Imagine if you can what it would be like if there were a Bill Russell, Jim Brown, Muhammad Ali and Kareem Abdul-Jabbar willing to step away from protecting their wallets at all costs and dare to stand up as brave, strong and proud Black men against a racist slave owner like Donald Sterling.

Then realize you are imagining and wake up and shake your head in sorrow because what happened then seems nothing more than a dream that could never happen again. The day of the socially conscious athlete seems to have passed and what we have in their stead are better compensated and safely neutered eunuchs.

Sterling: A master with no more slaves.

But then again, there are still men who are willing to say “Enough!”   In less than a week after the news broke of Sterling’s comments to his girlfriend he was gone.  Banished from the league and his team up for sale and all because the NBA owners and commissioner faced a stark choice:  smack Sterling on the wrist with a fine and suspension and wait for the storm to pass or throw his ugly ass overboard with cement shoes because all hell was going to break loose if they didn’t.  These are not stupid people and the dumped The Donald.

It’s always easy to tell others what they should do in situations you’re not in yourself (and most of us will never cash an NBA-sized paycheck), so I grant what I think doesn’t factor into the decision NBA players faced whether they would boycott playoff games to protest Sterling’s slave master mindset as the owner of the L.A. Clippers.

Sterling’s stupidity is not new to the owners or the players. The difference is now there is a will among the players to do something about Sterling.   If three or four teams–not players–all decided not to play their games, the shock to the system of professional sports would be seismic.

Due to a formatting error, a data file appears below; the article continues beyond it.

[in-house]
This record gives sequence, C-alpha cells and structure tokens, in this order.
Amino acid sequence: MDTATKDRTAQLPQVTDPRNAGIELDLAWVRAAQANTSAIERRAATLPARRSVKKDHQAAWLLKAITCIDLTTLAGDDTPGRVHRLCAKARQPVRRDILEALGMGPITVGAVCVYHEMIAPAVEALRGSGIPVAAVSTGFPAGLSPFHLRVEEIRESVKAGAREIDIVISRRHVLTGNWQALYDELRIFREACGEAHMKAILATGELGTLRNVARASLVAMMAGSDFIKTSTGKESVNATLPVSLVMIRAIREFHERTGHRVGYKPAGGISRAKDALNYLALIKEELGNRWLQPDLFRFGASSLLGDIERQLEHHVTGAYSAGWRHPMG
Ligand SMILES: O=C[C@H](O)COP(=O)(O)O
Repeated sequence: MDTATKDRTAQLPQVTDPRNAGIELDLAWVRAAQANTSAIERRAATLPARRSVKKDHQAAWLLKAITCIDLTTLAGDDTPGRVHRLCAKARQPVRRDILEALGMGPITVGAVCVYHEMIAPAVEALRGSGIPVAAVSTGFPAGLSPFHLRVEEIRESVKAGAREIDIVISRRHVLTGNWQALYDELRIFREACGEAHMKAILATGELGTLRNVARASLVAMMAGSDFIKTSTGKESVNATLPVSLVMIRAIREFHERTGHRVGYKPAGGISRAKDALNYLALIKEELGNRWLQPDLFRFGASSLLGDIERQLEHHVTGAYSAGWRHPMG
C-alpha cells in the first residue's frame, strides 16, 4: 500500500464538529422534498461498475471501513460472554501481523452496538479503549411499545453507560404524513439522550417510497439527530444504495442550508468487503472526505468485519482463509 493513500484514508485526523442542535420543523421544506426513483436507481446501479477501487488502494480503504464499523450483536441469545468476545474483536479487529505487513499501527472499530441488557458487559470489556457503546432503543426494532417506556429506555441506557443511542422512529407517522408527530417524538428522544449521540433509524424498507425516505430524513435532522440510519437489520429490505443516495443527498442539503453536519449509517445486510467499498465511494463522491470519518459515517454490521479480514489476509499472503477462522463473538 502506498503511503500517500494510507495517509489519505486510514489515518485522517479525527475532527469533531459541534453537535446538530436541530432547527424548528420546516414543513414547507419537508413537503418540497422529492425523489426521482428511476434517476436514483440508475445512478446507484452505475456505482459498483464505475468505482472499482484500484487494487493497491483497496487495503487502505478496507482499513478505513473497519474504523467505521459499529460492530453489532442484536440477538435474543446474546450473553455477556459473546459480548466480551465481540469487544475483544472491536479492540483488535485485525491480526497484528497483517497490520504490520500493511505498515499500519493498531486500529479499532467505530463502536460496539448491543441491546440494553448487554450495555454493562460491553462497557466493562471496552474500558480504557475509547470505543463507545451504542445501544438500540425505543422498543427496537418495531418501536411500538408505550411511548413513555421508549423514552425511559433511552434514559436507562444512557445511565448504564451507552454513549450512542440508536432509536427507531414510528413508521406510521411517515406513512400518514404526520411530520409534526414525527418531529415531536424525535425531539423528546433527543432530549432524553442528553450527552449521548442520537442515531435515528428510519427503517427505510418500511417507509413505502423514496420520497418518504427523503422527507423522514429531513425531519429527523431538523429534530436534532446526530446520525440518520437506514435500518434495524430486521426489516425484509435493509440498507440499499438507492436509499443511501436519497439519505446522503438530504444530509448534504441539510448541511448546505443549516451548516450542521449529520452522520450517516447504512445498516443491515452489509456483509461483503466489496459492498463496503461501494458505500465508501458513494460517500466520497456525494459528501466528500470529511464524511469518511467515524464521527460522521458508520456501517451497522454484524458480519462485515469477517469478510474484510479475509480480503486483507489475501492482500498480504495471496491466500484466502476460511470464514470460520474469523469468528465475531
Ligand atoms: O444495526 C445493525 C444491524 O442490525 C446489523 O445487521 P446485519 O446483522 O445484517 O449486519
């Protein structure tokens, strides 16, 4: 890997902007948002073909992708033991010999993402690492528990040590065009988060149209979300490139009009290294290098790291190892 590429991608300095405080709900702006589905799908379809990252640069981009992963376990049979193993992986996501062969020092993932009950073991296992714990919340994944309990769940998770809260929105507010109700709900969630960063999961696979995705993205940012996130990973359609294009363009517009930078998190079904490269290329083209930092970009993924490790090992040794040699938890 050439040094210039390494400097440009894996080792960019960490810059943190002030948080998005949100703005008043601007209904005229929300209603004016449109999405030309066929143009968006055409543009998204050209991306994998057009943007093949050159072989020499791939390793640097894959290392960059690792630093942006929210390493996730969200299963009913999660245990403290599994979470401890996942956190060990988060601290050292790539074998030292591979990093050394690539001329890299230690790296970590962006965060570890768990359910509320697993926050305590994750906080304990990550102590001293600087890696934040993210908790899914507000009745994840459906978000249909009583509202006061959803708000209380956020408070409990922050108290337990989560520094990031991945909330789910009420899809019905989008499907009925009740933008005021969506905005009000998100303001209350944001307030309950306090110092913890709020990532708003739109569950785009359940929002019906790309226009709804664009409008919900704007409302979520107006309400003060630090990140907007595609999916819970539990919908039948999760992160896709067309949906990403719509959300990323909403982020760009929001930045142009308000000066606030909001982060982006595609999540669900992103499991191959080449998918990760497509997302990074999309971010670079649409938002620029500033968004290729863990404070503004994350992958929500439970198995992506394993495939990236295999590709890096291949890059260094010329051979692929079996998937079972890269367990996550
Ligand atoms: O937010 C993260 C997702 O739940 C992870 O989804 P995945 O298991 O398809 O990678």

As long as NBA ballers are dunking on Sportscenter and saying silent about anything happening in the real world, the league, the owners and the corporate sponsors of both are happy to sit back and counting the money. But let the Bulls, Wizards, Thunder, Grizzlies and Warriors all refuse to take the court in solidarity with the Clippers and the players will see they make the game and can break it.  The players ARE the NBA. Nobody pays hundreds of dollars to watch Sterling sitting on the sidelines with his hands resting on his enormous guts as his gold-diggers and booty calls smile prettily and wait for Mr. Sugar Daddy to buy them a Ferrari, a Range Rover, two Bentleys and a million dollar apartment.

The fans fill the seats, rock the gear and cheer for King James, Durant, and Kobe to give them a thrill. Nobody ever paid money to watch an owner own.

The Thunder without Kevin Durant and Russell Westbrook, the Bulls without Joakim Noah, the Wizards without John Wall, the Thunder without Zach Randolph, the Warriors without Stephen Curry and the Clippers without Chris Paul and Blake Griffin are not subject to being swapped out with a strike-breaking scab. You can’t replace them with subs from the D-league or scrubs off the street.

The players in pro sports have more power than they know and once having tasted it, I doubt they will willingly give it up.

It’s not where we stand in times of comfort that matter, it’s where we stand in times of turmoil. If my boss is doing everything but calling me a nigger to my face, I always have the option to clean off my desk, drop off my pass card and step. I might be choking down peanut butter and crackers and chasing it with a cup of water, but some things are worth it.

Anyone who would place financial compensation over simple human dignity has skewed priorities. Some things are worth giving up a fat check for. Some things are worth walking away from.

David Stern left the Sterling mess for Adam Sliver to clean up (AP Photo/Kathy Willens)

David Stern left the Sterling mess for Adam Sliver to clean up (AP Photo/Kathy Willens)

Some things are worth being a free man instead of a scared slave for.  What price do you place on your humanity?